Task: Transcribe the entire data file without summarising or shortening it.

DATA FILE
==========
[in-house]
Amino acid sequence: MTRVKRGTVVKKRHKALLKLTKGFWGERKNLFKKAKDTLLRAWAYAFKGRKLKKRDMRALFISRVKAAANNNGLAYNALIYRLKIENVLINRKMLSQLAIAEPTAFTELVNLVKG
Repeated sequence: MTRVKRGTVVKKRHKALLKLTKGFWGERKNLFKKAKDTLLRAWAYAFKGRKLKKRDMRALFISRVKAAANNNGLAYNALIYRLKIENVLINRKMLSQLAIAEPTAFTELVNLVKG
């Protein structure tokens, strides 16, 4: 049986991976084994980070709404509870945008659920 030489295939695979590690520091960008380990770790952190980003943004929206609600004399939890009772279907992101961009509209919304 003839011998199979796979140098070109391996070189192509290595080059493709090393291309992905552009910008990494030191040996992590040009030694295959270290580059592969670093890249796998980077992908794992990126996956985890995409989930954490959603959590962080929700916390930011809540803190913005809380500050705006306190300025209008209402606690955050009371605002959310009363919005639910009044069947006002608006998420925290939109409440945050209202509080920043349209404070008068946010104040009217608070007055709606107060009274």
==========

[in-house]
Amino acid sequence: MTRVKRGTVVKKRHKALLKLTKGFWGERKNLFKKAKDTLLRAWAYAFKGRKLKKRDMRALFISRVKAAANNNGLAYNALIYRLKIENVLINRKMLSQLAIAEPTAFTELVNLVKG
Repeated sequence: MTRVKRGTVVKKRHKALLKLTKGFWGERKNLFKKAKDTLLRAWAYAFKGRKLKKRDMRALFISRVKAAANNNGLAYNALIYRLKIENVLINRKMLSQLAIAEPTAFTELVNLVKG
């Protein structure tokens, strides 16, 4: 049986991976084994980070709404509870945008659920 030489295939695979590690520091960008380990770790952190980003943004929206609600004399939890009772279907992101961009509209919304 003839011998199979796979140098070109391996070189192509290595080059493709090393291309992905552009910008990494030191040996992590040009030694295959270290580059592969670093890249796998980077992908794992990126996956985890995409989930954490959603959590962080929700916390930011809540803190913005809380500050705006306190300025209008209402606690955050009371605002959310009363919005639910009044069947006002608006998420925290939109409440945050209202509080920043349209404070008068946010104040009217608070007055709606107060009274």